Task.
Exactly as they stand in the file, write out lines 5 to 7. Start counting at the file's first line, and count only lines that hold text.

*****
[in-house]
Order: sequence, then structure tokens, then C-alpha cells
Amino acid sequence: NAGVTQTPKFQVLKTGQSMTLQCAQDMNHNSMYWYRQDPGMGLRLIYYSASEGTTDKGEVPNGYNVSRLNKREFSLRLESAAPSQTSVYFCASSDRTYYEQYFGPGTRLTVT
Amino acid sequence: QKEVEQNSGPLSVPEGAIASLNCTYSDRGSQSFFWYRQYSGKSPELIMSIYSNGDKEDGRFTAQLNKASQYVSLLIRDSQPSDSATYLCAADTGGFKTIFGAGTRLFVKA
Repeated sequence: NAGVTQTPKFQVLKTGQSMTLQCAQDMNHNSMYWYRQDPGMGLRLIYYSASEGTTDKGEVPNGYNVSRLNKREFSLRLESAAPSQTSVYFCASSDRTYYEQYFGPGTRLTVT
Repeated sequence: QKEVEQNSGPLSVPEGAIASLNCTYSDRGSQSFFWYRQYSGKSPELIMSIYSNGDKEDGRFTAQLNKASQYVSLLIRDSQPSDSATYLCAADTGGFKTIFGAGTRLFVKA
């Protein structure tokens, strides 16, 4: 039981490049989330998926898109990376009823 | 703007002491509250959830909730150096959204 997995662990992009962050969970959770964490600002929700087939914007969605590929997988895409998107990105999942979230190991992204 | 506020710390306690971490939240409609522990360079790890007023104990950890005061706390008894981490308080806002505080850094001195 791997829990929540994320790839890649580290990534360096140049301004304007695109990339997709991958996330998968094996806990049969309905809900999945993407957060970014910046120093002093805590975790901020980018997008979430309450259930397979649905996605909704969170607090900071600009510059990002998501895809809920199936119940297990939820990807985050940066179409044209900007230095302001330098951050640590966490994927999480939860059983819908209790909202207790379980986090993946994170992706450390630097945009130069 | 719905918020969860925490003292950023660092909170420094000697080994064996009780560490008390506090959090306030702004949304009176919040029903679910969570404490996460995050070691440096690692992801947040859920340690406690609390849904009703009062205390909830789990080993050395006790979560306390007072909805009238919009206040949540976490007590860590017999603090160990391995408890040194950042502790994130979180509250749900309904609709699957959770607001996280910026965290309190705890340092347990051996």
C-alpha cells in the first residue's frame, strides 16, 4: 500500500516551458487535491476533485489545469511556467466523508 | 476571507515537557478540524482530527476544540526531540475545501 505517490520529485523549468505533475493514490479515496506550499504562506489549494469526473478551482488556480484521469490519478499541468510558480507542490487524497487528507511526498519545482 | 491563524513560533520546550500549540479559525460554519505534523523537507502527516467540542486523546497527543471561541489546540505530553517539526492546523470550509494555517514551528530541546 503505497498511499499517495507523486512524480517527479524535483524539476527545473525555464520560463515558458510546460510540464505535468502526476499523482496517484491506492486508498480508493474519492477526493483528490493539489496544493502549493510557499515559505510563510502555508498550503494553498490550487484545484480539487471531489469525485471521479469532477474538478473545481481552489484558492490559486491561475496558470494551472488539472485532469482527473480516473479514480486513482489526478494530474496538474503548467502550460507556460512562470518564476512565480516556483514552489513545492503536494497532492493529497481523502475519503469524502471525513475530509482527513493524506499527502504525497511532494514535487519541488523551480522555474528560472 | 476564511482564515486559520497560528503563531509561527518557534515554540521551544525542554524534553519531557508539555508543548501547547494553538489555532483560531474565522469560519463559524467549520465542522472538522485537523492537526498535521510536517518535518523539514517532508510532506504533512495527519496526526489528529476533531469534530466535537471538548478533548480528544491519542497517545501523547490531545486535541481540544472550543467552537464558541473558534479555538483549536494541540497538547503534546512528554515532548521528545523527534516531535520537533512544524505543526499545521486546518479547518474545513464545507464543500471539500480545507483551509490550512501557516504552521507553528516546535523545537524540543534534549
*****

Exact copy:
Repeated sequence: NAGVTQTPKFQVLKTGQSMTLQCAQDMNHNSMYWYRQDPGMGLRLIYYSASEGTTDKGEVPNGYNVSRLNKREFSLRLESAAPSQTSVYFCASSDRTYYEQYFGPGTRLTVT
Repeated sequence: QKEVEQNSGPLSVPEGAIASLNCTYSDRGSQSFFWYRQYSGKSPELIMSIYSNGDKEDGRFTAQLNKASQYVSLLIRDSQPSDSATYLCAADTGGFKTIFGAGTRLFVKA
């Protein structure tokens, strides 16, 4: 039981490049989330998926898109990376009823 | 703007002491509250959830909730150096959204 997995662990992009962050969970959770964490600002929700087939914007969605590929997988895409998107990105999942979230190991992204 | 506020710390306690971490939240409609522990360079790890007023104990950890005061706390008894981490308080806002505080850094001195 791997829990929540994320790839890649580290990534360096140049301004304007695109990339997709991958996330998968094996806990049969309905809900999945993407957060970014910046120093002093805590975790901020980018997008979430309450259930397979649905996605909704969170607090900071600009510059990002998501895809809920199936119940297990939820990807985050940066179409044209900007230095302001330098951050640590966490994927999480939860059983819908209790909202207790379980986090993946994170992706450390630097945009130069 | 719905918020969860925490003292950023660092909170420094000697080994064996009780560490008390506090959090306030702004949304009176919040029903679910969570404490996460995050070691440096690692992801947040859920340690406690609390849904009703009062205390909830789990080993050395006790979560306390007072909805009238919009206040949540976490007590860590017999603090160990391995408890040194950042502790994130979180509250749900309904609709699957959770607001996280910026965290309190705890340092347990051996």